Joshua & the Pirates
Once upon a time, a little boy named Joshua had trouble sharing with his friend, Sean. One day, he wouldn’t let
Sean ride his bike, even though Sean’s bike had a flat tire. And, ten minutes later, he wouldn’t share his M & M’s. That’s when Joshua’s mother opened the door and called: “Young man, share some M & M’s with Sean, and then march right in here.” He shared, but he wasn’t happy.
When Joshua got into the house, Mom put her hands on her hips and said, “I’m disappointed in you. Sean shares with you, but you don’t share with him, and that’s not fair. You’re just like a little pirate.”
“I am?” asked Joshua. “Why?”
Mother said, “Because pirates don’t share care, and they don’t care.”
Mother told Joshua to sit on the couch and consider why sharing is good. “You need to learn to share with your friends. How must Sean feel? He probably wonders if you care at all, and I’m surprised he plays with you.”
Mother made supper while Joshua set his mind on mom’s idea, but his brain couldn’t find a good reason for sharing. “Sharing means you lose something,” he figured. “What’s good about that? Maybe I should run away someplace where I wouldn’t have to share. That would be so great.”
Joshua lay down on the couch. “Perhaps lying down will help.” But it didn’t. He soon fell fast asleep and dreamed he was walking down by the ocean, and he spied a pirate ship docked there as he walked out onto the pier.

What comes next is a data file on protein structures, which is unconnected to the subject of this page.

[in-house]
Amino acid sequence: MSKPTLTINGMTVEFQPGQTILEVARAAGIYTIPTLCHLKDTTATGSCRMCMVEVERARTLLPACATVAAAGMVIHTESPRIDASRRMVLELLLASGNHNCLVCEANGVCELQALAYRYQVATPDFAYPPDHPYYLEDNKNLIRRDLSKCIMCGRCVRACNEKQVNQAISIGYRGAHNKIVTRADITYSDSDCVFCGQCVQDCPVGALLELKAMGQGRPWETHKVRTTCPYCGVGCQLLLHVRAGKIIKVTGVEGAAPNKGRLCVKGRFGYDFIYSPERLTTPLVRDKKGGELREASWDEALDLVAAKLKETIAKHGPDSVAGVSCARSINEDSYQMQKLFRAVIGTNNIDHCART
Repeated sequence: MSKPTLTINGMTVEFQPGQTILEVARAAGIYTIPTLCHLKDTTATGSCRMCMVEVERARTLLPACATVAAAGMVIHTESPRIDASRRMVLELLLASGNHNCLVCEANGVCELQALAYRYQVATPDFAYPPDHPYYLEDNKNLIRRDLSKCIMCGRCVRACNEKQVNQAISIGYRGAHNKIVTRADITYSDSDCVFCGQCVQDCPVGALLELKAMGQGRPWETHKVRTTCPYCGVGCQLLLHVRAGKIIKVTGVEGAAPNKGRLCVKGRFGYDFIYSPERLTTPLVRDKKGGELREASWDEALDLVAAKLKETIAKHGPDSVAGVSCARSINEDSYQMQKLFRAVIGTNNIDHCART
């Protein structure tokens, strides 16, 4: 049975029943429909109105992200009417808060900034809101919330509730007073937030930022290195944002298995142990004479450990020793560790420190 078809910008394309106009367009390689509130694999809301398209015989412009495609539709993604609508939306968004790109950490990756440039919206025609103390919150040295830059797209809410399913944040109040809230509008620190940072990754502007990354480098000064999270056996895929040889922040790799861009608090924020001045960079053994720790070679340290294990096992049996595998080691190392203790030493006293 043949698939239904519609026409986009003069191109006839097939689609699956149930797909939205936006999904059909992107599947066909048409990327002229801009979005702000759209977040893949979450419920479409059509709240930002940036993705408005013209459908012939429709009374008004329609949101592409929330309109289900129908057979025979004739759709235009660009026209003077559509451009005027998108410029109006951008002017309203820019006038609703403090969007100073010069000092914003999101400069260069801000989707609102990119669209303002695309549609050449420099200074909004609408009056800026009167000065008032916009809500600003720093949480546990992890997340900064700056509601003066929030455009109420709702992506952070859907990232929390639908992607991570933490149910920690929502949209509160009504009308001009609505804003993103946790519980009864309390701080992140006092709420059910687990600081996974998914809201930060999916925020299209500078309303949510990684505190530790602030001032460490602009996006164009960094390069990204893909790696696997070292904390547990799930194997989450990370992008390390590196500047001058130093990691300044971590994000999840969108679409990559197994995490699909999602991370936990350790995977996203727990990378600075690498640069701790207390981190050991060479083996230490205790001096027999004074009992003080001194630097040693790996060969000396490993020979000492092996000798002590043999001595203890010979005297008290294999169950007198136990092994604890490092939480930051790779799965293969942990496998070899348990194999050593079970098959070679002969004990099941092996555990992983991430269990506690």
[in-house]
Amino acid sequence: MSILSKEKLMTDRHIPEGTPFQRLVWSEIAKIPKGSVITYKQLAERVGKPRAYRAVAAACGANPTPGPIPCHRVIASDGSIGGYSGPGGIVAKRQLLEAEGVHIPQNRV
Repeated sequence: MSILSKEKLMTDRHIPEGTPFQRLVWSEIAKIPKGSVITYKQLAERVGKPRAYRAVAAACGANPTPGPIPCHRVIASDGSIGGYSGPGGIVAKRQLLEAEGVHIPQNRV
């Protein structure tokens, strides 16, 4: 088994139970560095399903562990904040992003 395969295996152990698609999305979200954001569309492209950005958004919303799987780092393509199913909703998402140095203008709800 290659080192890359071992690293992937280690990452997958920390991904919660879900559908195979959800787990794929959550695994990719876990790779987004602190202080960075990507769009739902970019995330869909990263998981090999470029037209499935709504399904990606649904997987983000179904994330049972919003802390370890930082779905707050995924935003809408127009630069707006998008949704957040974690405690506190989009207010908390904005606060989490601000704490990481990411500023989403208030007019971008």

“Wow,” he said to himself. “I’ve never seen a real pirate ship before, and I wonder what it’s doing here?”
As Joshua got near the ship, it startled him to see a pirate leaning against a light pole. The pirate was enormous, wore a bandana, had a scruffy beard, and had a nasty scar on his cheek. He also had a patch over one eye. “He’s scary,” thought Joshua and hurried to the other side of the pier.
Joshua was almost past the pirate but was stopped when he growled, “Hey, kid.” Joshua nearly toppled into the water.
“Yes, you. Would you like to be a pirate? We need another man.”
Joshua’s eyes widened as he shrugged his shoulders. “I don’t know how to be a pirate.”
The pirate bent down, grabbed Joshua by the shoulders, and looked him straight in the eye until their noses almost touched. The pirate’s teeth showed as he snarled, “Do you like to share?”
Joshua lowered his eyes and shook his head. “No. I’m sorry, but I’m not good at sharing, and mom says I’m terrible at sharing.”
“Great,” boomed the big ol’ pirate as he slapped Joshua on the back. “But to make sure, I’ll test you. What if a friend asked to share your bicycle—would you?”
“No,” said Joshua. “That happened today, and I didn’t share.”
“Good for you, but would you share M & M’s?”
“Nope. My friend asked for some today, and I wouldn’t share until my mom made me.”
“Then you’d make a perfect pirate.”
“Of course, because pirates don’t share.”
“I knew that,” said Joshua.
“Everybody knows that,” said the pirate. “I bet your mother even knows that.”
“Yes, she does.”
“So, you want to join our crew? We have fun, and you never have to share.”
“Sounds great,” said Joshua, and he followed the pirate onto the ship, where he met the other pirates.
“This is Joshua,” said the pirate, “and he doesn’t share.”
“Three cheers for Joshua. Yippee, yippee, yippee."
“Yippee?” asked Joshua.
“Yes, that's a bit immature, but you know they don't share so it fits them." Joshua smiled and enjoyed a tingle inside—the bested feeling ever. “Being a pirate is fantastic. Mom and dad never gave me three cheers.”